'Doctor Dolittle' Was A Production Nightmare That Nearly Destroyed 20th Century Fox

Animals are adorable and fun - there's no doubt about it. Like babies, they're cute and unpredictable, mostly in a good way. Unlike babies, they can weigh 2,000 pounds and step on their own genitals. It's easy to understand then why the original Doctor Dolittle, produced by 20th Century Fox in 1967, was so difficult to film. The movie, which never became a classic, brought in low box-office numbers despite a hefty budget. On top of the film generally flopping, Rex Harrison had to deal with a menagerie of poorly trained animals peeing on him. And the rest of the crew had to deal with Harrison, who had a notoriously bad attitude.

From producers to directors to the cast and even locals, almost everyone ran into a major issue during the filming of Doctor Dolittle. While it's entertaining family fodder, Doctor Dolittle will never quite be recognized as the same caliber as major films from its era, such as The Sound of Music.

  • Rex Harrison Was Fired For Bad Behavior

    Rex Harrison signed onto Doctor Dolittle because his friend and former co-star, Alan Jay Lerner, was to play his opposite. Harrison had previously performed with Lerner in My Fair Lady, and their reunion was one of the reasons Harrison was excited to act in Doctor Dolittle. After months of delays in finalizing the script, however, producer Arthur P. Jacobs fired Lerner and replaced him with Leslie Bricusse.

    Harrison was displeased with the decision and took it out on Bricusse. When Bricusse wrote and sang "Talk to the Animals," which went on to win an Oscar, Harrison said, "A humorous song is meant to be funny... This isn't funny." The then-president of 20th Century Fox fired Harrison, but rehired him when he apologized after a few weeks.

  • Christopher Plummer Was Cast, Then Dropped After Rex Harrison Wanted Back In

    Christopher Plummer Was Cast, Then Dropped After Rex Harrison Wanted Back In
    Photo: The Sound Of Music / 20th Century Fox

    In the time between Harrison's firing and rehiring, 20th Century Fox considered several replacements, such as Alec Guinness, Peter Sellers, Jack Lemmon, and Peter Ustinov. Christopher Plummer came the closest to being hired - Fox even bought out the contract he had signed committing himself to the Broadway play The Royal Hunt of the Sun.

    He lost the opportunity, however, when the studio rehired Harrison.

  • The Animals Kept Biting Rex Harrison

    Perhaps the most troublesome aspect of shooting Doctor Dolittle was the animals' poor training. Squirrels chewed through scenery, and trainers struggled to teach the animals necessary tricks. People on set didn't know how to deal with the chaos. For instance, some crew members gave an anxiety-ridden squirrel a small amount of gin to calm it down - the plan backfired when the squirrel passed out.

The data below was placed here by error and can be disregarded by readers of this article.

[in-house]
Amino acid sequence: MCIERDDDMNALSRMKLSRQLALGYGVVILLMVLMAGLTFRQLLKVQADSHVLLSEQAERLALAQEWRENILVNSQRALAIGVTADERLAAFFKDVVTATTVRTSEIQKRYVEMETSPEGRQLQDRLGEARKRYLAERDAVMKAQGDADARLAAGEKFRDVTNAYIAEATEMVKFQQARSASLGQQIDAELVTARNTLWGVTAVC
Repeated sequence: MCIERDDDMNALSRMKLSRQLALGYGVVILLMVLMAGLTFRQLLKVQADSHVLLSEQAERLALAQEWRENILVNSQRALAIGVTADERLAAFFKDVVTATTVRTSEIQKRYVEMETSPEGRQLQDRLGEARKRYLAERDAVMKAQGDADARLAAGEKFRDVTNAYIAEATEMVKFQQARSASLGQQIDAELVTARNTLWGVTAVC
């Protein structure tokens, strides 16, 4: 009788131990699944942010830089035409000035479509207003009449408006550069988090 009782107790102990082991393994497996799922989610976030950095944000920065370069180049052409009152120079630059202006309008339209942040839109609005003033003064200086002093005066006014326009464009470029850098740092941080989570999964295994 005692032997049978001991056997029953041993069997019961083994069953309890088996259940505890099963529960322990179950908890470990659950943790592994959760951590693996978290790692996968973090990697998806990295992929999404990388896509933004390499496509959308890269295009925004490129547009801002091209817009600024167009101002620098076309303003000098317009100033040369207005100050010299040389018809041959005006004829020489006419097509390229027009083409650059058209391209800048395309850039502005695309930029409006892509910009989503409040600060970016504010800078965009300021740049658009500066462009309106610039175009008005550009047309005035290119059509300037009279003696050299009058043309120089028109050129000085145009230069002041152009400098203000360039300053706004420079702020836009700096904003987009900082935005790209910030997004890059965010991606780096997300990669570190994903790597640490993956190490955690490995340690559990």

On set, Harrison said he received bites from "a Pomeranian puppy, a duck, a parrot, and Chi-Chi the chimp." He said of the shoot, "My love for animals was at a remarkably low ebb."

  • Angry British Locals Planted Incendiary Devices Near Filming Equipment

    Angry British Locals Planted Incendiary Devices Near Filming Equipment
    Photo: 20th Century Fox

    The process of filming in Wiltshire, England, essentially ruined the countryside. The crew built manmade lakes and rivers to construct the oceanfront town they desired. It was England's rainy season, so the town flooded easily.

    The construction and filming upset the locals, one of whom planted a homemade incendiary device near the set.

  • Filming Was Delayed For Three Days After A Giraffe Stepped On Its Own Genitals

    Herbert Ross was staging both the musical The Apple Tree and Doctor Dolittle, splitting his time between New York and Los Angeles. He'd spend his weekends in New York with the on-stage musical, then fly back to Los Angeles for the rest of the week to work on the film. 

    One day, Ross came back to New York early. When the crew of The Apple Tree asked him what had happened, he said, "We're postponed for three days. The giraffe stepped on his c*ck."

  • The Shoot Ruined The English Countryside

    A significant portion of filming occurred at Castle Combe in Wiltshire, England. Because the city is so far from the sea, the crew had to dig lakes and canals, then import water to turn the set into a fishing village. The renovations largely ruined the town and upset locals.

    Eventually the director decided to reconstruct pieces of the set on the Fox lot in California after the town flooded too heavily.